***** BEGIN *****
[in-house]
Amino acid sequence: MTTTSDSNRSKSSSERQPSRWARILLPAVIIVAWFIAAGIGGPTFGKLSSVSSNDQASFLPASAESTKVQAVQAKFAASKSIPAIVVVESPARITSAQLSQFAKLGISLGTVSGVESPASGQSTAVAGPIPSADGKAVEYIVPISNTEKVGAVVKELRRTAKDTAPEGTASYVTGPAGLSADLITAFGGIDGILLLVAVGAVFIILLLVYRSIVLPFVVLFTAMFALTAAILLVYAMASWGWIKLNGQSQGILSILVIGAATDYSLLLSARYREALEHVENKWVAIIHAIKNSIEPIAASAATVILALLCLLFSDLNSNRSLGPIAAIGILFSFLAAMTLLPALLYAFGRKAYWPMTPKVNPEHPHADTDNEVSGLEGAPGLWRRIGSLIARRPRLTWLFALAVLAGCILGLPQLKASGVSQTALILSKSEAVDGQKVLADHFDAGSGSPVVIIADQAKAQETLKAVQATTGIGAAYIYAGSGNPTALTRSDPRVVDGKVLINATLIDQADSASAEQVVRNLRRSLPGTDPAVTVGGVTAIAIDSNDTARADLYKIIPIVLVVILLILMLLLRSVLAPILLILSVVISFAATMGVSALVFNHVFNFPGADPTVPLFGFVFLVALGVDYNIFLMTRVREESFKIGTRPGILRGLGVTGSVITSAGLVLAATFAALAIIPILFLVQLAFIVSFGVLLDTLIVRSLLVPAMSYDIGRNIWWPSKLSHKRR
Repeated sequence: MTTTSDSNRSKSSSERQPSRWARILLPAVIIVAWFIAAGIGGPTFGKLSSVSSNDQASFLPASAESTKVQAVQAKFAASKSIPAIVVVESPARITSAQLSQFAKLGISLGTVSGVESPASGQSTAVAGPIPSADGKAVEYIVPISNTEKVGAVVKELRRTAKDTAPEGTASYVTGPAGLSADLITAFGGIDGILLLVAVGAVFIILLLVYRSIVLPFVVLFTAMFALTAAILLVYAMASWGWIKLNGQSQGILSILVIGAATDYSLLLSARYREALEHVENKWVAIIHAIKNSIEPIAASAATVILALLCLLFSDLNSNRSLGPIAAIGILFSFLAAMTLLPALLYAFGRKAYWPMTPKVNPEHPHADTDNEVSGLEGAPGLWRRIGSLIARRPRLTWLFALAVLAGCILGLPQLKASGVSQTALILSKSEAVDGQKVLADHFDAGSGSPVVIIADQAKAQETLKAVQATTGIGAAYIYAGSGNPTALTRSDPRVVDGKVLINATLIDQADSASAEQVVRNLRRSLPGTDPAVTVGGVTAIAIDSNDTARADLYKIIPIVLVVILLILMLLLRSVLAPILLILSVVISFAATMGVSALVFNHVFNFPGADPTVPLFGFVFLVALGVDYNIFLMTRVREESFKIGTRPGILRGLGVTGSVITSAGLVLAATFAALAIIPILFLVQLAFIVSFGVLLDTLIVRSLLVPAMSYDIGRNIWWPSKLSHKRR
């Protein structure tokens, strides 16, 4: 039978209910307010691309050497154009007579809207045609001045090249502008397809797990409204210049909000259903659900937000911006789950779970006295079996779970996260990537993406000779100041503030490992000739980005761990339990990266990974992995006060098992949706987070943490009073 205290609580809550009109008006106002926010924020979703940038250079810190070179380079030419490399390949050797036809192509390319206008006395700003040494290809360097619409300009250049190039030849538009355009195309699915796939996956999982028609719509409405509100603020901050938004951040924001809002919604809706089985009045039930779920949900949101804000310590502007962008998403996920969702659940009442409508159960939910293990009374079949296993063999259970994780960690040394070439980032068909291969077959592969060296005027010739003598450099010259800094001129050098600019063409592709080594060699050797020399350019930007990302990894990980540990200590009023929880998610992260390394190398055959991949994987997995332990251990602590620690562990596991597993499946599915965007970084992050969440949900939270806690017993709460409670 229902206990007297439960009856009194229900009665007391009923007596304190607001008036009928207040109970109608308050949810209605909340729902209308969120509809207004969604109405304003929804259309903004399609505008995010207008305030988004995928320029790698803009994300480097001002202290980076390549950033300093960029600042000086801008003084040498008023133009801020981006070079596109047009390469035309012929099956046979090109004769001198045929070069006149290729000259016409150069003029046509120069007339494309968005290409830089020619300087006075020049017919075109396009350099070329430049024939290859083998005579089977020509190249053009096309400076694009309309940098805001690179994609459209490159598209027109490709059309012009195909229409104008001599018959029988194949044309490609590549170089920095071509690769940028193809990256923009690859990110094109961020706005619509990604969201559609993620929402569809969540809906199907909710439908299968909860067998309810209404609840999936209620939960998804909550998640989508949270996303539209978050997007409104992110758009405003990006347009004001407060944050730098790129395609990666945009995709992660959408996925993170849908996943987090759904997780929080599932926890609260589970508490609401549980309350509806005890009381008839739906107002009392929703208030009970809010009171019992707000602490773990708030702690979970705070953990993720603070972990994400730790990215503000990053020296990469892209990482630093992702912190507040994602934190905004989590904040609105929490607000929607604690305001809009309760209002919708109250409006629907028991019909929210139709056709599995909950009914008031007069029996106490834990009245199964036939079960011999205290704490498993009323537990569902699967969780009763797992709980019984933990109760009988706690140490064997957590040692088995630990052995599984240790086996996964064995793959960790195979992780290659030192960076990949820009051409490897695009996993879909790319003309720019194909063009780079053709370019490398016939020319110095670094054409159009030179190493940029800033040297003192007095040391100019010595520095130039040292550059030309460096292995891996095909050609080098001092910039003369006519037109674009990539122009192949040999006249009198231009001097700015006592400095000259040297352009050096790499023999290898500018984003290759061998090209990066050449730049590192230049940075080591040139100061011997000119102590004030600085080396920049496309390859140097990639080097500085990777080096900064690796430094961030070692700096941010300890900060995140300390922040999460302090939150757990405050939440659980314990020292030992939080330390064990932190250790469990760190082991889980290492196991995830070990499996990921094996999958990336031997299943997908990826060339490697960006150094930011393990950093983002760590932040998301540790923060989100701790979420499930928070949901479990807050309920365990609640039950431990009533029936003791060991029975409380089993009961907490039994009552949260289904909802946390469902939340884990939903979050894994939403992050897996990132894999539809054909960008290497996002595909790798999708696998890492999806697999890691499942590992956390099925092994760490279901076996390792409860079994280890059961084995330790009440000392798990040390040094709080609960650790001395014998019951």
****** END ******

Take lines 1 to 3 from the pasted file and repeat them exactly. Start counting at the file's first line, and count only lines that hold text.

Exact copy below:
[in-house]
Amino acid sequence: MTTTSDSNRSKSSSERQPSRWARILLPAVIIVAWFIAAGIGGPTFGKLSSVSSNDQASFLPASAESTKVQAVQAKFAASKSIPAIVVVESPARITSAQLSQFAKLGISLGTVSGVESPASGQSTAVAGPIPSADGKAVEYIVPISNTEKVGAVVKELRRTAKDTAPEGTASYVTGPAGLSADLITAFGGIDGILLLVAVGAVFIILLLVYRSIVLPFVVLFTAMFALTAAILLVYAMASWGWIKLNGQSQGILSILVIGAATDYSLLLSARYREALEHVENKWVAIIHAIKNSIEPIAASAATVILALLCLLFSDLNSNRSLGPIAAIGILFSFLAAMTLLPALLYAFGRKAYWPMTPKVNPEHPHADTDNEVSGLEGAPGLWRRIGSLIARRPRLTWLFALAVLAGCILGLPQLKASGVSQTALILSKSEAVDGQKVLADHFDAGSGSPVVIIADQAKAQETLKAVQATTGIGAAYIYAGSGNPTALTRSDPRVVDGKVLINATLIDQADSASAEQVVRNLRRSLPGTDPAVTVGGVTAIAIDSNDTARADLYKIIPIVLVVILLILMLLLRSVLAPILLILSVVISFAATMGVSALVFNHVFNFPGADPTVPLFGFVFLVALGVDYNIFLMTRVREESFKIGTRPGILRGLGVTGSVITSAGLVLAATFAALAIIPILFLVQLAFIVSFGVLLDTLIVRSLLVPAMSYDIGRNIWWPSKLSHKRR
Repeated sequence: MTTTSDSNRSKSSSERQPSRWARILLPAVIIVAWFIAAGIGGPTFGKLSSVSSNDQASFLPASAESTKVQAVQAKFAASKSIPAIVVVESPARITSAQLSQFAKLGISLGTVSGVESPASGQSTAVAGPIPSADGKAVEYIVPISNTEKVGAVVKELRRTAKDTAPEGTASYVTGPAGLSADLITAFGGIDGILLLVAVGAVFIILLLVYRSIVLPFVVLFTAMFALTAAILLVYAMASWGWIKLNGQSQGILSILVIGAATDYSLLLSARYREALEHVENKWVAIIHAIKNSIEPIAASAATVILALLCLLFSDLNSNRSLGPIAAIGILFSFLAAMTLLPALLYAFGRKAYWPMTPKVNPEHPHADTDNEVSGLEGAPGLWRRIGSLIARRPRLTWLFALAVLAGCILGLPQLKASGVSQTALILSKSEAVDGQKVLADHFDAGSGSPVVIIADQAKAQETLKAVQATTGIGAAYIYAGSGNPTALTRSDPRVVDGKVLINATLIDQADSASAEQVVRNLRRSLPGTDPAVTVGGVTAIAIDSNDTARADLYKIIPIVLVVILLILMLLLRSVLAPILLILSVVISFAATMGVSALVFNHVFNFPGADPTVPLFGFVFLVALGVDYNIFLMTRVREESFKIGTRPGILRGLGVTGSVITSAGLVLAATFAALAIIPILFLVQLAFIVSFGVLLDTLIVRSLLVPAMSYDIGRNIWWPSKLSHKRR